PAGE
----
The Richness of My Nomadic Tradition

On the flight from Beijing to Ulan Bator, I was intrigued by a page in the magazine about a personal narrative of Sainkho Namtchylak, who uses traditional Mongolian throat-singing technique to introduce Shamanistic ideas about peace and harmony to the world. I closed the magazine, and was eager to embrace whatever came from the place that my ancestors call home.

Landing on the Mongolian Plateau, my three days of exploration began. I walked around in a museum learning the narratives of my own ancestors. Those old Yehe Zasag (rules and laws) guiding to build a sustainable ecological cycle inspired me to reflect on the modern exploitation of energy, and how cooperating with nature can be a mutually-beneficial deal for our future. What if the old tactics passed down from Genghis Khan’s military troops could help modern enterprises think about management?  I immersed myself into the scenes: taking random walks in the middle of-nowhere under a shiny mid-summer starry sky, observing people’s faces and listening to their conversations and laughter, looking up at a sculpture of Genghis Khan on Sukhbaatar Square, I was PROUD to be who I am. 

As the Dalai Lama mentions, we are all an indispensable part of the global family. A crisis or inspiration drawn in one place may affect the other places like a ripple. If consulted, indigenous nomads might offer amazing inspiration for modern policy-making, environmental protection and scientific innovation. A reminiscence of my background allows me to appreciate the indigenous wisdom to confront natural disasters—they are the teachers for the local government on forest fire management. The sustainable values in the lifestyle, observation of interactions between animals and plants, all this informal knowledge consists of potential contributions to modern policy-solutions.

Back from the trip, I began to appreciate what my family had been nurturing in me: the music my mother played on the radio, the conversations I listened to during family gatherings, the dish my dad made for my birthday, the summer explorations in nature, and all other experiences, remind me of Josef Pieper’s Only the Lover Sings—what we perceive as leisure and arts in fact, second by second, slowly, reflect our fruitful souls and shape our inner selves. I start to pay attention to my surroundings and the environment I have been immersed in, the scenery opening up a window and building a framework for my understanding of the world.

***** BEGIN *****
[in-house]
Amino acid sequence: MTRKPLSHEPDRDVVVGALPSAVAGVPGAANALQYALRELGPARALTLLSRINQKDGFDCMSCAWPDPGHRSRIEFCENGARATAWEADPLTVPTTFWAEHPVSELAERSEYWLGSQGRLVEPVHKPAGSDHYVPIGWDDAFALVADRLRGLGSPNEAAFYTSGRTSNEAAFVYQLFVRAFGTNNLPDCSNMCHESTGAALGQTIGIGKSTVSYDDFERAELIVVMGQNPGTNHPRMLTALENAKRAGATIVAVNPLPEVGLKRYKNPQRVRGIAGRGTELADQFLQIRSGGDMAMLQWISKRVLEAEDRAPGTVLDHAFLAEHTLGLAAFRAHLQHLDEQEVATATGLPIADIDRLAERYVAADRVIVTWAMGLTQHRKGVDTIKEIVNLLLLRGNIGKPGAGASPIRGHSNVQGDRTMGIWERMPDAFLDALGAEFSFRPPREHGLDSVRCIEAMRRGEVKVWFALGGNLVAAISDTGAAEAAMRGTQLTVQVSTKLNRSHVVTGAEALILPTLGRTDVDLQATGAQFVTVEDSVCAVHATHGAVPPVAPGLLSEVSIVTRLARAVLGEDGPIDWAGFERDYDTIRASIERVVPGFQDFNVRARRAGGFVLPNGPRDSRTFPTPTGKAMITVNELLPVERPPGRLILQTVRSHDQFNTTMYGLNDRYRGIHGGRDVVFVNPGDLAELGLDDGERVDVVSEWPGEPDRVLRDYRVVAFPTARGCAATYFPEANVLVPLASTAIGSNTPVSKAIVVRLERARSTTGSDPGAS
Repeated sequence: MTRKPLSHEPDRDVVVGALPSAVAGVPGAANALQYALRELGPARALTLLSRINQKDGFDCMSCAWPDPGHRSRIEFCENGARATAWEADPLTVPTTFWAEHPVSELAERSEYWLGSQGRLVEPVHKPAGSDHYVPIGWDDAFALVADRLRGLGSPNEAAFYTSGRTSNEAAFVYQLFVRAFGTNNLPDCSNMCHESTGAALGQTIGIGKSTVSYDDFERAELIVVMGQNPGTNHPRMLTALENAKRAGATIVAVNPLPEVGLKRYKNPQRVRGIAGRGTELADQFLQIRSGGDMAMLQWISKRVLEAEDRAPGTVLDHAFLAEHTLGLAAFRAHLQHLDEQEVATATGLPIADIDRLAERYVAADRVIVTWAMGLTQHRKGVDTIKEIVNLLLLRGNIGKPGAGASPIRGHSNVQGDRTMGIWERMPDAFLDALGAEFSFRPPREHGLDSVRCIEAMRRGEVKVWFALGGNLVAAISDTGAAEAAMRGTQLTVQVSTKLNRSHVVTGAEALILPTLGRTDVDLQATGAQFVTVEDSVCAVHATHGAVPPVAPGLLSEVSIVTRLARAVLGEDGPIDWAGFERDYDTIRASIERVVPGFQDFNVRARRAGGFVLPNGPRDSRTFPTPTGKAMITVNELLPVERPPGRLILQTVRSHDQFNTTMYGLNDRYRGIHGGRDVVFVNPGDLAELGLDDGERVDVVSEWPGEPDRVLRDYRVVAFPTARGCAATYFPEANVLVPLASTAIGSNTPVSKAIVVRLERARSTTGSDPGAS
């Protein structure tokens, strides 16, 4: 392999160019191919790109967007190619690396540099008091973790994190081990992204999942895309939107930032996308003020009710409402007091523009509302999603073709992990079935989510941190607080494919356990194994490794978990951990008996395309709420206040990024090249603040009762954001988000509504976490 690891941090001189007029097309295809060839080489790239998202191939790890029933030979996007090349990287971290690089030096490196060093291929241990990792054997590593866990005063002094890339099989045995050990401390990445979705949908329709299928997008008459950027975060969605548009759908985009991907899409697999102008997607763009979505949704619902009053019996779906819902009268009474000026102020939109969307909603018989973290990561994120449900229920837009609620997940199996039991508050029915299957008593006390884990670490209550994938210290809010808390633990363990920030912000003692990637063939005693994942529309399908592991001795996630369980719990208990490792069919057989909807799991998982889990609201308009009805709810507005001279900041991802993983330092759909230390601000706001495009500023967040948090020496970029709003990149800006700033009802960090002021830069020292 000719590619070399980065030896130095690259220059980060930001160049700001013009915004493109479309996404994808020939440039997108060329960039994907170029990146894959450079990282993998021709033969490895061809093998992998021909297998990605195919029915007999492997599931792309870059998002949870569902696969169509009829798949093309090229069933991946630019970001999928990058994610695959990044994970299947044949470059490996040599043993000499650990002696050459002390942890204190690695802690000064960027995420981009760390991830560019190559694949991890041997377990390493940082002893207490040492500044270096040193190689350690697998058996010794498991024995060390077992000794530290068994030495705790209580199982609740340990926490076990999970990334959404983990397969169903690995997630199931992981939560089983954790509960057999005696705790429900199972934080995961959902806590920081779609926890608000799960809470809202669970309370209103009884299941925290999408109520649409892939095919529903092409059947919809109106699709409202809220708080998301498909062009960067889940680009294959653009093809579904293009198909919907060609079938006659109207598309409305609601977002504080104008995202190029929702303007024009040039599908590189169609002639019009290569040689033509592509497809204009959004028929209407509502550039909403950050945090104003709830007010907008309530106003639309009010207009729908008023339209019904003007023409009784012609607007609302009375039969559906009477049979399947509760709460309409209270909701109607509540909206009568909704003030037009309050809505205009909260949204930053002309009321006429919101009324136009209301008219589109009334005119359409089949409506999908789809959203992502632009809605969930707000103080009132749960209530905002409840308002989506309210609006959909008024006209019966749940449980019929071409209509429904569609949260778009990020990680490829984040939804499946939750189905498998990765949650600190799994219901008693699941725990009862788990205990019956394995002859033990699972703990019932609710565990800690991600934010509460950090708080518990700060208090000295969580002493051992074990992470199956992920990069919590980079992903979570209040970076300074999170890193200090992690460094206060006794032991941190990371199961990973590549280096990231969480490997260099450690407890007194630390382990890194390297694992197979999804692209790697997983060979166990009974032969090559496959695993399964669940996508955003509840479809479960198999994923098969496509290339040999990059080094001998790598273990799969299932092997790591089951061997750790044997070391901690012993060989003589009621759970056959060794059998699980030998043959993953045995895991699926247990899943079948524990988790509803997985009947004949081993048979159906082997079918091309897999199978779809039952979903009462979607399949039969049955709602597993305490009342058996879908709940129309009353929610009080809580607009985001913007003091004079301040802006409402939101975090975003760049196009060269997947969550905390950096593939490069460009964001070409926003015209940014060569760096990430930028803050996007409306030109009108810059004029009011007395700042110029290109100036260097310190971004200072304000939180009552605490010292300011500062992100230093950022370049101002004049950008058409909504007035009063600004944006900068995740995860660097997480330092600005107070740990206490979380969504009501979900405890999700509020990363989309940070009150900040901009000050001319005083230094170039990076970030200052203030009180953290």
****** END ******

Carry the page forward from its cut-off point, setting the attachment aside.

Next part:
My meditation on the Mongolian Plateau turns into reflections on circular economy, my daily walk in the “middle of nowhere” allows me the silence to contemplate the depth of human nature…What if nomadic cultures were not considered as being “behind”? Instead, they carry great assets, underestimated, that could serve as a great complement to fast-paced, industrialized urban life. The story, the scene and the spirit, they fill me with perseverance, curiosity, empathy, and a warm-heart.

In the departure area of the Ulan Bator airport, soft winds kissed my face. I appreciated my parents, who opened the first window to my culture and identity, to immerse me with love and care. I pause and decide to look, for the last time, at this place my ancestors call “home.” Recalling the restless nights looking at myself in the mirror questioning what the place of a girl with a nomadic tradition in this world is, the “struggling-caring” girl, for the first time, I was bold enough to play out music in my mother language, yes, without headphones. 

 

Published: December 23, 2021
Written by: Haila Amin, Advocacy Intern at the World Youth Alliance Headquarters